The pharmacy acquired helping hand kicked in and took us over the clouds to Oaxaca city via every other city on route first. What a beautifully uneventful journey with the promise of a tlayuda at the end. Mexican buses are like Greyhound with a much smaller chance of being murdered on and bigger seats and more respectable stations.
We got into to Oaxaca and headed for coffee in La Brujula Cafe then on to the market for meat and mezcal. We went to the hottest spot for Mezcal in Oaxaca City in the market and talked to the lady about different mezcales, sampling lots and ultimately going for some sweet hand written label madrecuish mezcal for our coming days in the mountains and at the beach. I think that will be one of the things I’ll most miss about Mexico – this stage of the trip to the Oaxacan coast.
We ate meat and made friends at the end of the long meat alley. You choose your meat combo from an array of sellers. They grilled up our chosen meat as we grabbed salsas and tortillas. (God bless the Oaxacan tortila).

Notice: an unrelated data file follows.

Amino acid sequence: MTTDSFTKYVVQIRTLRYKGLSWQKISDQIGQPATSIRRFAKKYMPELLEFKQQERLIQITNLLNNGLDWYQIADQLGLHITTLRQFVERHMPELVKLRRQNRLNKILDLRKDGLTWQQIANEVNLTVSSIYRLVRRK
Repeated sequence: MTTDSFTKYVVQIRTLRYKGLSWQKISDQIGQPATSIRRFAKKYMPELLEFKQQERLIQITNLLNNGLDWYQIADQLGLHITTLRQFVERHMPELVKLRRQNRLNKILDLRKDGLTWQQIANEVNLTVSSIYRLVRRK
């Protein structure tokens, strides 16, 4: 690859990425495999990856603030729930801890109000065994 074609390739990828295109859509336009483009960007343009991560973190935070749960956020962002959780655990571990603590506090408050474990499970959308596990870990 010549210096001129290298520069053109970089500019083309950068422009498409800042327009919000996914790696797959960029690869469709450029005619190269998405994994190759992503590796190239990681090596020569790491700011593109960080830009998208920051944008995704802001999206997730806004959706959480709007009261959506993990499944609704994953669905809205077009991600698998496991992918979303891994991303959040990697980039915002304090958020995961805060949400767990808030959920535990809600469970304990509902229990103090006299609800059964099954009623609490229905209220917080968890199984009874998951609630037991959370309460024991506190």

When we meet people, we always tell people where we’re from: Jen from Washington, USA (“oh”) and me from England (“ooh”). We were talking the previous day about the Mexico experience being a little easier when you’re from England so I decided to tell these guys “yeah we’re from England” as a little joke for Jen to see the more positive reactions one receives.
Turned out one of them was a journalist, Jaime López Cosme (in the red shirt next to me) and he wrote a short interest article about us on a local news website Esta Mañana. He took a shot of us but we had also taken some group photos so didn’t think much about it. Now that little half truth about us both being English has created some semi-fake news. sad! Check out our article!